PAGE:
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The European Union and the Arab Spring: Learning and Un-learning Lessons from 1989 and the Colour Revolutions

  • Full or part time
  • Application Deadline
    Applications accepted all year round
  • Self-Funded PhD Students Only
    Self-Funded PhD Students Only

Project Description

The PhD project’s main focus will be on conceptualising, from a theoretically constructivist perspective, the making of EU foreign policy and to apply and test this on selected case studies of EU policy vis-à-vis countries in three sets of cases. This is aimed at examining how the EU has constructed its ’other’ (the target of its foreign policy) and how notions of change in the ’other’ have influenced EU foreign policy. This will require the PhD project to unpack the ’other’ and analyse how nuanced and complex the EU’s concept of the ’other’ is (e.g., state/government, local actors, youth groups, women, etc.) and whether EU foreign policy takes these nuances into account and to what effect. This is closely related to notions of change: on the one hand, a question to be explored is whether the different degrees of how this ’other’ has been, is and might possibly be changing are reflected in EU foreign policy change; while, on the other hand, the project will also investigate the extent to which such change has been/can be supported by EU foreign policy. Careful process tracing will enable the PhD project to produce robust findings to help us understand better processes of causation in foreign policy making and impact.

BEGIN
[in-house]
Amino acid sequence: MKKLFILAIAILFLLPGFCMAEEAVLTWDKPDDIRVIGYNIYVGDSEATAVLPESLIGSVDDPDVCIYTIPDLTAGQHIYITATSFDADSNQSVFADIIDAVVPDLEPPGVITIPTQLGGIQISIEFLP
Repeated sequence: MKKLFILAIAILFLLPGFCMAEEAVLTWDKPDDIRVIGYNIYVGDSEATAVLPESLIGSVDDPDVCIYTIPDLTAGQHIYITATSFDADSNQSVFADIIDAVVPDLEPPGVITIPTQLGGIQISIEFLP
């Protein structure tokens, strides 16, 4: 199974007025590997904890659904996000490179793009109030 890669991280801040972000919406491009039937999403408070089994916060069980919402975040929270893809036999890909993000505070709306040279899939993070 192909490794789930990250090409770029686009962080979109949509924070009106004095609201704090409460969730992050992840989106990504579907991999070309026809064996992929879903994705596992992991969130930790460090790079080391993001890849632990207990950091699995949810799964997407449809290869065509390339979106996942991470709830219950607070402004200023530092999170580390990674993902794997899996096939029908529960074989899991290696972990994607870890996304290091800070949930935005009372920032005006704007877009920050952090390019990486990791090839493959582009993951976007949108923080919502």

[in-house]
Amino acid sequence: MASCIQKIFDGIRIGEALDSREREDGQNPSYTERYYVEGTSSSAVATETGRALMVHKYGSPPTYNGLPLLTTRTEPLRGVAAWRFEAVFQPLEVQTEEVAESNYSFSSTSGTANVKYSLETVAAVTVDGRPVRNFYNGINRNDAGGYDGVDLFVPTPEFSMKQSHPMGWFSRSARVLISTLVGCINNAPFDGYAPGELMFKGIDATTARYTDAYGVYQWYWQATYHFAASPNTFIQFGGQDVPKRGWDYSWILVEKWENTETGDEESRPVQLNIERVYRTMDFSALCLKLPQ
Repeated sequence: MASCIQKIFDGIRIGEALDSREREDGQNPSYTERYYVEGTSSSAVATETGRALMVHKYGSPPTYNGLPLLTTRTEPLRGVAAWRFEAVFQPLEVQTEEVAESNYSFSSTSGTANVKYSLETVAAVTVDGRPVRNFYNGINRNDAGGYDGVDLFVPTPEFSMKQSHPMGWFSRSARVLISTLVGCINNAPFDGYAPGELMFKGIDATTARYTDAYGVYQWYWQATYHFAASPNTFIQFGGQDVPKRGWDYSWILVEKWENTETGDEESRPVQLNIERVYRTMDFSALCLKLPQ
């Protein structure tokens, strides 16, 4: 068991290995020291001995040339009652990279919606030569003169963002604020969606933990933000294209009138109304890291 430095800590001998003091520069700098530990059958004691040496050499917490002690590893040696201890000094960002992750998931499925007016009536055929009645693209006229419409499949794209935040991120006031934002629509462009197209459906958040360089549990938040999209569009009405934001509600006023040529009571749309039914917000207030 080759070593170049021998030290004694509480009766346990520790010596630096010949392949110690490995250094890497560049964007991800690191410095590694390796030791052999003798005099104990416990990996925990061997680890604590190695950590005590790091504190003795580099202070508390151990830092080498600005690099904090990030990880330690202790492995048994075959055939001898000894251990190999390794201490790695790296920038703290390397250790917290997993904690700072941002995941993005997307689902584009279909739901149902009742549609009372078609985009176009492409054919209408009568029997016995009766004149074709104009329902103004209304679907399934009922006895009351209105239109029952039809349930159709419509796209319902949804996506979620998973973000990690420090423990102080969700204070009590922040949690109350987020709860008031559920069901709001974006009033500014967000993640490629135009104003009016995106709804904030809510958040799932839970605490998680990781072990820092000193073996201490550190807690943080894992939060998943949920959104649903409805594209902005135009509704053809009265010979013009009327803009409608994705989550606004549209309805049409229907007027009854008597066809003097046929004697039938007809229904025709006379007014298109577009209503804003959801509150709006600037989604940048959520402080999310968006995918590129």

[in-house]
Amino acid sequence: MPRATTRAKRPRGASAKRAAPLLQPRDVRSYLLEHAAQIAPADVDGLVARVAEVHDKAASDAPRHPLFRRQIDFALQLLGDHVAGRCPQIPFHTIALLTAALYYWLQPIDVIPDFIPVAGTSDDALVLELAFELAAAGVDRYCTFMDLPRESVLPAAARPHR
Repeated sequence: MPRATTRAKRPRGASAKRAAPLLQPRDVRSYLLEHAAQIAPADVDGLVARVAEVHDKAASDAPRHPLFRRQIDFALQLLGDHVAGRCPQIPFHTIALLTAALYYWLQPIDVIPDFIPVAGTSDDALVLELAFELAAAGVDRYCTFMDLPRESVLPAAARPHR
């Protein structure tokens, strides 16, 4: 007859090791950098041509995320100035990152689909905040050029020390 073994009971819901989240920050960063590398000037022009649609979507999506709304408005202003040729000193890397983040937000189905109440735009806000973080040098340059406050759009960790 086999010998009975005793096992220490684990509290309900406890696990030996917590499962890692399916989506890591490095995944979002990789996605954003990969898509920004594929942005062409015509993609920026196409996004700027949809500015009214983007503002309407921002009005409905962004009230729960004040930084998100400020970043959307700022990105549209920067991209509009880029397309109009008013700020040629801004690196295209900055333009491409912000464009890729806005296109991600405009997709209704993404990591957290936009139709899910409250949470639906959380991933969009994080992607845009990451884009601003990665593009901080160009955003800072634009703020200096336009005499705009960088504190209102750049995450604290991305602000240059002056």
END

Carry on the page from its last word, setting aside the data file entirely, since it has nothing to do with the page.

In addition to the empirical gains in knowledge derived from the case studies, the project will thus also make a significant contribution to the further development of constructivist foreign policy analysis and EU foreign policy analysis, including by examining foreign policy making and foreign policy impact in the dynamic relationship between the EU’s ’self’ and three distinct ’others’. The proposed PhD project, thus, will also make a theoretically grounded and empirically richly substantiated contribution of policy relevance by assessing the effectiveness of EU policies aimed at supporting democratic development in its neighbourhood. The historically informed approach the PhD project and the applicants’ research more generally takes will allow meaningful and systematic comparison across time and space and therefore assist in pinning down which policies and under which conditions can have a measurable impact on the ground.

Further information about funding, the application process, including how to prepare a research proposal, can be found here: PLEASE CONSULT THIS PAGE PRIOR TO MAKING FURTHER ENQUIRIES.

Funding Notes

Please note that this project is primarily for self-funded students, but some limited funding may be available. Please View Website for further information.

How good is research at University of Birmingham in Politics and International Studies?

FTE Category A staff submitted: 47.07

Research output data provided by the Research Excellence Framework (REF)

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